A student. A teacher.
First the teacher offers the student a cigarette. Then they go to a café. Sneak off school grounds, taking care not to be seen. The teacher offers the student a bag of stylish clothes. A silver ring with blue stones. The student accepts, says thank you. The teacher gives the student a massage. And suddenly the student is sitting in the teacher’s living room being asked whether she wants to stay the night.
The student’s name is Thea, and she is 15 years old. Her parents are divorced, she feels alienated unable to connect. The teacher’s name is Kathinka.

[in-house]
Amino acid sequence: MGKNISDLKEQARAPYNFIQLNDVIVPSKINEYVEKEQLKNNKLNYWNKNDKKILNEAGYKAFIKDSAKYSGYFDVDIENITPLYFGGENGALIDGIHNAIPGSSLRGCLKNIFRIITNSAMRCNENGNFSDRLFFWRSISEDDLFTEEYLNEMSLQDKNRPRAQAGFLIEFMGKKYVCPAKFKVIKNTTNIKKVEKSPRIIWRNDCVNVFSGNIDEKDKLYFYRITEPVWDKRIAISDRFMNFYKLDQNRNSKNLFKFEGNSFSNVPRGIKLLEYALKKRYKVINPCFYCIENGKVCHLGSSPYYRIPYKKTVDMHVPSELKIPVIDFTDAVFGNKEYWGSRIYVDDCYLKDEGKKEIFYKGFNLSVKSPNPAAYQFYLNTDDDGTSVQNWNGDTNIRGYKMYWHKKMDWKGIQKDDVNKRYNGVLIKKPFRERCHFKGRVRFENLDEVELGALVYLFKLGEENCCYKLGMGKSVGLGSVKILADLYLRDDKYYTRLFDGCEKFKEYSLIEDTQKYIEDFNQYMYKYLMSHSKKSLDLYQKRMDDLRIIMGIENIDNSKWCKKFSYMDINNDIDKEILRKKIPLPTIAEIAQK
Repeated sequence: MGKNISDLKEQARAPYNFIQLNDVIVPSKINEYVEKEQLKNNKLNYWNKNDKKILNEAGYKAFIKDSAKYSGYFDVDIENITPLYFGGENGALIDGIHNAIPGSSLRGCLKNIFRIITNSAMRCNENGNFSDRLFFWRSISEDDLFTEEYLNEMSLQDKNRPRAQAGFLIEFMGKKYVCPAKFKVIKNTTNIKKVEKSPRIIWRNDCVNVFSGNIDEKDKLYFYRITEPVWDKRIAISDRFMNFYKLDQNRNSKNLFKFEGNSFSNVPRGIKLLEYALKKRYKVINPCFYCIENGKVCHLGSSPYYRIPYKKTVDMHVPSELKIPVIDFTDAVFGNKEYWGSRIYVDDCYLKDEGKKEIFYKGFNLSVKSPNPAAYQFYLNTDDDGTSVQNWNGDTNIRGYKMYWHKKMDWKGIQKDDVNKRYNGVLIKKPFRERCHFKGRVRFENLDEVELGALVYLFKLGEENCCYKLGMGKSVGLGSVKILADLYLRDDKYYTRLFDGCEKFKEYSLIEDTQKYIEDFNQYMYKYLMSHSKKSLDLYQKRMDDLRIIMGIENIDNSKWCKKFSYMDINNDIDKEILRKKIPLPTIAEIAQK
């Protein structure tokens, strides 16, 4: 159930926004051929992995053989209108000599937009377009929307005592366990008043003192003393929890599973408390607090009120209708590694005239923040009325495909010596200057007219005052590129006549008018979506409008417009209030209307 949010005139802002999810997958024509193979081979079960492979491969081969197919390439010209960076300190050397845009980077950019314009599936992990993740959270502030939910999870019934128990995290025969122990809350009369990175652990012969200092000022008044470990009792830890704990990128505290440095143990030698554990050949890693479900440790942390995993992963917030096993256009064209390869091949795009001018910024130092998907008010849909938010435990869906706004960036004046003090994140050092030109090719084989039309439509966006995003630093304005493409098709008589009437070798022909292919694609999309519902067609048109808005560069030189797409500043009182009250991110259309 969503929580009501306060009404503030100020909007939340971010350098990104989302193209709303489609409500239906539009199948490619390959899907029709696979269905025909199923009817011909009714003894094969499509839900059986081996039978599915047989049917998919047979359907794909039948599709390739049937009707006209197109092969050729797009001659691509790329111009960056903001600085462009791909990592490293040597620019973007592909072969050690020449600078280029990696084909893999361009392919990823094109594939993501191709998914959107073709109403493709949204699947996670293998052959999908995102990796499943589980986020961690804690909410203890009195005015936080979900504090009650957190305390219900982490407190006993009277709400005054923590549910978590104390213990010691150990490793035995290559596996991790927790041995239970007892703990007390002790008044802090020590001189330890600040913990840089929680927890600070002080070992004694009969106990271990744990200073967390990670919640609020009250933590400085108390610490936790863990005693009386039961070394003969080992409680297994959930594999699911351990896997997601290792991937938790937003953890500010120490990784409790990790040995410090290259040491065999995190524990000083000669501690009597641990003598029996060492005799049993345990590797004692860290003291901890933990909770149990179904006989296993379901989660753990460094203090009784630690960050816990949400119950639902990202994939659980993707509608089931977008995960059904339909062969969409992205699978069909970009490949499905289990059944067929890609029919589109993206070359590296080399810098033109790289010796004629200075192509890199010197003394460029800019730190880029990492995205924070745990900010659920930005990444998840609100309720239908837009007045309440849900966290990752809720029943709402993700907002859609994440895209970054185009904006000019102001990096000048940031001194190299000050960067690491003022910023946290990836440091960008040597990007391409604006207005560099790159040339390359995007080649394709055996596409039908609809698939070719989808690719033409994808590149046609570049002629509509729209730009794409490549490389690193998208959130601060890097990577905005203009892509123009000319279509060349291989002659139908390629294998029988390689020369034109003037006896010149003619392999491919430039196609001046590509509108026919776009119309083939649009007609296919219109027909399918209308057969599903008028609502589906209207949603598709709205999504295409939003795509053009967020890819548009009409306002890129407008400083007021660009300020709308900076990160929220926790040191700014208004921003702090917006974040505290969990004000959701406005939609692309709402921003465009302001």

Following the gradual escalation of the relationship between Thea and Kathinka is disquieting. But because Kathinka isn’t a man, we—perhaps—read her differently and judge her less harshly.
This is a novel about being seen, perhaps for the first time, by someone who pushes the boundaries of what is acceptable behaviour. This is about an imbalance of power. And about the importance of having stable and predictable adults around you when your entire life starts to fall apart.
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